'A Tsunami of Hateful Messages and Threats': Covington Students Speak Out After Being Doxxed
Covington Catholic High School canceled classes Tuesday after threats of violence were made against the students over the now-viral incident over the weekend in Washington, D.C.
The threats stem from a video clip that first emerged on Saturday and gave an inaccurate impression that Kentucky high school students were harassing a Native American man, Nathan Phillips, following the March for Life rally.
People on social media were quick to denounce the students as trolls. Many people, including Kathy Griffin, called for the students to have their private information revealed on social media -- a practice also known as doxxing. And a freelance Vulture journalist wished death on the students, which resulted in his termination.
Subsequent video footage, however, revealed that the students were accosted and yelled at before Phillips and other Native American activists approached them. Another group -- the so-called Black Hebrew Israelites -- were heard shouting abuse at the students for wearing “Make America Great Again” hats.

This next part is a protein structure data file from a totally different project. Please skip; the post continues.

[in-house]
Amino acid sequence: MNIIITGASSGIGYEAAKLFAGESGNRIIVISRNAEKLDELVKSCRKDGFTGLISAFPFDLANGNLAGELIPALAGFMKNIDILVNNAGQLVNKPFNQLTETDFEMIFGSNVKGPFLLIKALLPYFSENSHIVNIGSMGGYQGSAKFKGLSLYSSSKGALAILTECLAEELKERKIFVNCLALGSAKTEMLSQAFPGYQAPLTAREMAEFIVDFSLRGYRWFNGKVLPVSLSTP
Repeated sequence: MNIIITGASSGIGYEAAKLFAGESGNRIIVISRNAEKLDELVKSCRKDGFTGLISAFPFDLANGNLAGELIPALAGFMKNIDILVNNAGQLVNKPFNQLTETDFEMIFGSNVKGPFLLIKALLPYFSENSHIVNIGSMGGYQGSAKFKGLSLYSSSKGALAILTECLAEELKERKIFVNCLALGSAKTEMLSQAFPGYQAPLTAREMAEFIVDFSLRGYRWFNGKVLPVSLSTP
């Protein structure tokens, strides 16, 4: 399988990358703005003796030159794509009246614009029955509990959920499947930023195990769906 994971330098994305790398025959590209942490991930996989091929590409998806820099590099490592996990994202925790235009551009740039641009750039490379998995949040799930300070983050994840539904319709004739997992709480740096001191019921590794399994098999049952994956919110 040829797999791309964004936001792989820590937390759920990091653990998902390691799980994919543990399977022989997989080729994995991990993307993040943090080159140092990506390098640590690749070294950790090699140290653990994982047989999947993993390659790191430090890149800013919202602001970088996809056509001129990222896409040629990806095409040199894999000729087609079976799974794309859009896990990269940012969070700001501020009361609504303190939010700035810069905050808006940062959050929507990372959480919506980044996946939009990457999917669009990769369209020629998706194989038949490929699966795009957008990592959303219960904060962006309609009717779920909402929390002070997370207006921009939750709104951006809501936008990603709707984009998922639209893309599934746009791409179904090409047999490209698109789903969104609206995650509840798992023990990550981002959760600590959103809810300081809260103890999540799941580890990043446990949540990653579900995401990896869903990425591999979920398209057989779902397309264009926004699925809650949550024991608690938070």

In a YouTube video Monday, two Covington students, identified as Sam and Grant, spoke out about the abuse and threats they have received.
"There have been many threats against our lives, against our parents," Grant said. "Some of these threats include that we should all be locked in the school and it should be burned to the ground, the school being bombed, school shooting threats."
He said it's "really scary," and there was an increased security presence at the school Monday.
"A lot of the negativity and the hate surrounding this event comes from people on social media doxxing people that were at the event," Sam said.
He revealed that he wasn't even at the event, but he's been vocal in defending his school and his classmates, and he's been doxxed on three separate occasions.
"This has led to a tsunami of hateful messages and threats and everything above," Sam said.
Grant said he was also doxxed, but many of those social media posts have since been deleted because people don't want to face the backlash.
"It all spews from a 30-second clip taken out of a two-hour video out of context, and people jumping to conclusions before the full story was released," he said. "Nobody did their research, and it's now showing."
Watch the mother of a Covington student who chaperoned the trip to D.C. speak out below.